Friday, 14 November 2014

Jimmy Tibbs - A Reappraisal

I have just acquired the autobiography of famous boxing trainer Jimmy Tibbs, and he gives his side of the story about him getting a ten year sentence.  This came about with a war between the Tibbs family and the Nichols family and their associates.  Mr Tibbs does raise interesting questions about the trial and conviction of him, his brothers, father and some friends.  Credit where it is due, he puts his hands up to what he did and that he deserved to get put away.  But he and his family were not the only offenders.  The feud started when George Tibbs, then 65, was battered by one of the Nichols brothers, who was in his early twenties.  He admits to the incidents of wounding one of the Nichols Brothers with a shotgun, the attack on Len Kersey, and other incidents.  But he raises the point about why nobody was accountable for slashing the throat of his brother, Bob, who nearly died.  Then there was a car bomb that almost killed himself and his young son.  Just exactly who was responsible for that?  

    He openly admits that all these incidents were tit for tat retaliations, not part of a gangland war.  It was a war.  But not an Underworld war.  He said he would do anything when family is threatened or attacked.  The attack on Len Kersey was supposedly for calling them "Pikeys" but he says it was a part of the ongoing tit for tat.  He acknowledges why Commander Bert Wickstead used them as a way of sending a message to the Underworld that warfare will not be tolerated, but was unhappy about a number of things in the Police investigation.  His outrage was the fifteen year sentence handed to his father for "Perverting Justice" but I have not seen any explanation in books about what he was supposed to have done.  He questions why the Nichols Brothers and their associates were never charged over their crimes, but they were.  Over the years, there have been claims that they were going to take over the East End.  I remember one quote as   " gun, knife, boot and hatchet"  On a documentary about the Great Train Robbery, former top cop Frank Williams talked about organised crime "...we had problems with the Krays, the Richardsons and later, the Tibbses"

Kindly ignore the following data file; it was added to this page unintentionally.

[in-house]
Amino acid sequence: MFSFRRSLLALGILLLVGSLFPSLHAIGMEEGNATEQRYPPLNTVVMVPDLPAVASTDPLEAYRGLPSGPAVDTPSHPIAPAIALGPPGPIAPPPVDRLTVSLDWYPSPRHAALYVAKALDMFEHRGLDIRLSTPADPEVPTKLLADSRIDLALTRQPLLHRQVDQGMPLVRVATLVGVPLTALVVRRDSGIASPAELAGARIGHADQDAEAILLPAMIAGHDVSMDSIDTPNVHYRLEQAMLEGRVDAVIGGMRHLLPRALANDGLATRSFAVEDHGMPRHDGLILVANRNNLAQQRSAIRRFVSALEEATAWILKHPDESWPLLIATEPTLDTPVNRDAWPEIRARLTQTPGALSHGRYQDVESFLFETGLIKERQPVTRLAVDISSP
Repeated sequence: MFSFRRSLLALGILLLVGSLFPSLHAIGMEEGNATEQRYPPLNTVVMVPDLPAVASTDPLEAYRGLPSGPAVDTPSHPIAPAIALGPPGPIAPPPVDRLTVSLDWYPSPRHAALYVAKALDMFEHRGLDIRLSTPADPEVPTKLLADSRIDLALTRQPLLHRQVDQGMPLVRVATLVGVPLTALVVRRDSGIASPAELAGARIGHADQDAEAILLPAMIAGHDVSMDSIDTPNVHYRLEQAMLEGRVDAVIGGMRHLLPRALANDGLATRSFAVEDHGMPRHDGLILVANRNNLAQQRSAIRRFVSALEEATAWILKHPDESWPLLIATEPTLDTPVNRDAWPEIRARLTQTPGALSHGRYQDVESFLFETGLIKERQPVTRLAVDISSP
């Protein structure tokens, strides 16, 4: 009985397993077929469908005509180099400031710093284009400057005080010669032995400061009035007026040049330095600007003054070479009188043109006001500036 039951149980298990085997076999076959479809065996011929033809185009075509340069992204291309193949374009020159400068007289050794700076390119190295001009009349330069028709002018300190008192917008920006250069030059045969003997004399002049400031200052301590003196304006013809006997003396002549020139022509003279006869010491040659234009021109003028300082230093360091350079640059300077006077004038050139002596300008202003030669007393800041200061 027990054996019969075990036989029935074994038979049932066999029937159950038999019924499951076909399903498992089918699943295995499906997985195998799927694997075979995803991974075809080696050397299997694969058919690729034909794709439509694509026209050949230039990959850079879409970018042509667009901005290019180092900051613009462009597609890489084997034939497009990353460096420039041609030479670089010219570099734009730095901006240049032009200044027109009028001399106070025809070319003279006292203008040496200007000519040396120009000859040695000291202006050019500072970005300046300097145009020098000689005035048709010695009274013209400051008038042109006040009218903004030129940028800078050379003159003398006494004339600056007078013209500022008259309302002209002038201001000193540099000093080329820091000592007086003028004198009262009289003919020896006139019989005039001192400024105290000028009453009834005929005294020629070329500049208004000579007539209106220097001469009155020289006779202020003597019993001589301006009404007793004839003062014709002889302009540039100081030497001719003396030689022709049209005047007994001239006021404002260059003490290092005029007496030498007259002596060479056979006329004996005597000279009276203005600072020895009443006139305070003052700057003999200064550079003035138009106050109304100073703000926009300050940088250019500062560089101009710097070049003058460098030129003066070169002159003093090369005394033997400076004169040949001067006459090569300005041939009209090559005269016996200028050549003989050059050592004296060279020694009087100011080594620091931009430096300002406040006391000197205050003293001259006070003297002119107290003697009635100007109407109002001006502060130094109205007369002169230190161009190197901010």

A couple of books mentioned that the Krays never crossed them up.  Maybe it was because they were a family that would take no shit from anybody and would fight fire with fire if threatened.  Or was that something invented to bolster the perceived image of the Tibbs family.  I certainly knew of a couple of families like that.  They were not villains but tough people who were not pushed around.  One family consisted of five brothers, all hard men, two were seriously hard.  So I can understand where he is coming from on that point.  But he eventually became not only a top trainer, with world champions around him, but a very respected trainer around the world.  What has been written about the Tibbs family concerns the case presented in court - they were the villains of the peace whilst the Nichols` were the victims.  He disputes a number of points in the case against him.  Attempting to run down the Nichols` in his car.  A gun had been left with his prints on it and so went back, slap bang into a load of Police.  Not going to do you much good trying to kill somebody with plenty of Police witnesses.

    Why have I written this post?  Everybody is entitled to a right to reply, and although he has not asked for it, he says he is sick of the incorrect assertions of him and his family.  He says it in his book and in interviews.  His life has been totally dominated by training young men to be world champions, hardly the actions of a "hardened gangster"  and so I put up this post for his side of the story, a story he has now left behind for decades.